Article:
Surface damage, dampness, structural damage, crawlspace


Cracks, settling, damage

Should the seller be present at a home inspection?

There’s no rule on whether a seller should or shouldn’t be present during a home inspection. The buyers and their agent are typically present, so it’s often recommended the seller not be on-site to avoid unnecessary tension. If there are any questions or discrepancies in the report, communication can be handled afterward.

Why would a seller not want a home inspection?

You may want to avoid a home inspection for any number of reasons. For instance, if you’ve kept up on all your home’s major maintenance, repairs, and improvements over the years and have it all documented, an inspection may seem like overkill. An inspection can also slow down the selling or closing process. As a seller, it’s important to remember that buyers requesting an inspection are simply doing their due diligence to ensure a fair and honest sale.

During: The home inspection process

The big day is here. What actually happens when an inspector arrives on-site?

What does a home inspection look like?

The concept is relatively simple: An inspector arrives, surveys the exterior and interior of the house, and reviews specific items against a checklist of important elements. After going through every room, taking pictures, and reviewing their notes, they’ll often invite the buyers and agent to walk through the house together, pointing out their observations and areas of concern.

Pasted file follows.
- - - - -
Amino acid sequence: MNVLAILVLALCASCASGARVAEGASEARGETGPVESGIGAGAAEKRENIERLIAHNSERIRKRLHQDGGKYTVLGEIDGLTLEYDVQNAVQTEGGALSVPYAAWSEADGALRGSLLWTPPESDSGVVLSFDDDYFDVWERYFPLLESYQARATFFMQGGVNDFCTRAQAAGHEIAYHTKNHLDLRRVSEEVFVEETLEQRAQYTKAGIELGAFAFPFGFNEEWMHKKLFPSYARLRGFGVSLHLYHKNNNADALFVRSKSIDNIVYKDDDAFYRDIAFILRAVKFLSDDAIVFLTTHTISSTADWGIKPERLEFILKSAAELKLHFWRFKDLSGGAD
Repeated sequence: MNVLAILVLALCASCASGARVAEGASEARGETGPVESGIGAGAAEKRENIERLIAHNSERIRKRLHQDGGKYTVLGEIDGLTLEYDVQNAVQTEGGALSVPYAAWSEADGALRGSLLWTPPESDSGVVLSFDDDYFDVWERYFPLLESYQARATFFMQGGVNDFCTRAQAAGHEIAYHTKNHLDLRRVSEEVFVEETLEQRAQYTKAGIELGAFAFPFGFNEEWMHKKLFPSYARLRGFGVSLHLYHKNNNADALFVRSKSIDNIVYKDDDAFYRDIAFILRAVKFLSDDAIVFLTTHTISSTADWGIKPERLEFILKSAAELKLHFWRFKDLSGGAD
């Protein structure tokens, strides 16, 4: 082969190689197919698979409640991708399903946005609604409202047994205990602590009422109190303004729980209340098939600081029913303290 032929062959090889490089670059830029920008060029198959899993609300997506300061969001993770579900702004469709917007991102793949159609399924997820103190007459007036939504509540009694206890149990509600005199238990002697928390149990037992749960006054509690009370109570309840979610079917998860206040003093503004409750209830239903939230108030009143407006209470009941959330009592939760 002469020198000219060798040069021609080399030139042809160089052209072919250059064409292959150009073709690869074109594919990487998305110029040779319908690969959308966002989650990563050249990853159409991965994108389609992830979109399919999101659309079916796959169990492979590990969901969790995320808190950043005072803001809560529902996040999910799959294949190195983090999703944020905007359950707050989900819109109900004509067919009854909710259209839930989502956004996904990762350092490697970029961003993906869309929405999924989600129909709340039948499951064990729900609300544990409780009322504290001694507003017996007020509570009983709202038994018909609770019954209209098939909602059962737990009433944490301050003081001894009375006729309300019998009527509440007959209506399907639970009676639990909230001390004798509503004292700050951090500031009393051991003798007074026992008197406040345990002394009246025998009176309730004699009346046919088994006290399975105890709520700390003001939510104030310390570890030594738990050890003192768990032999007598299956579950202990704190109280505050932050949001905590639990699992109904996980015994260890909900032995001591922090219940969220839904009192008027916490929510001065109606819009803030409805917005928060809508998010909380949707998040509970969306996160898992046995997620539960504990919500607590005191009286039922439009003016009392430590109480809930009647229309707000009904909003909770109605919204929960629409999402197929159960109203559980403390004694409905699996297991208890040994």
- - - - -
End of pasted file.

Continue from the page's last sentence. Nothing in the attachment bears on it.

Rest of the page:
Afterward, a formal, often lengthy, report is created and delivered to the party who ordered the inspection. This is often the buyer. The seller will receive notice of the results and may see some or all of the documentation depending on the buyer’s wishes.

What are home inspectors not allowed to do?

The chart above may look intimidating, but there are many limitations, exceptions, and exclusions that have to be honored. Plus, an inspector only gets one shot. Their results are limited to what they observe on the day of inspection; they can’t make predictions about future conditions, and they can’t come back for a second round.

Here are a few things an inspector is not allowed or not required to do:

  • Offer to fix any issues they discover during an inspection
  • Determine the market value of the property or its marketability
  • Determine the life expectancy of the property or any components or systems
  • Move furniture, obstructions, or do anything they view as dangerous
  • Determine property boundary lines or encroachments

How long does a home inspection take?

According to Home Inspection Insider, a thorough inspection of a 2,000 square foot house typically takes two to three hours to complete. There are many factors that can affect the time frame including the size, age, and condition of the house, your inspector’s experience, and weather on the day of inspection. The official results are usually delivered within 24 to 48 hours.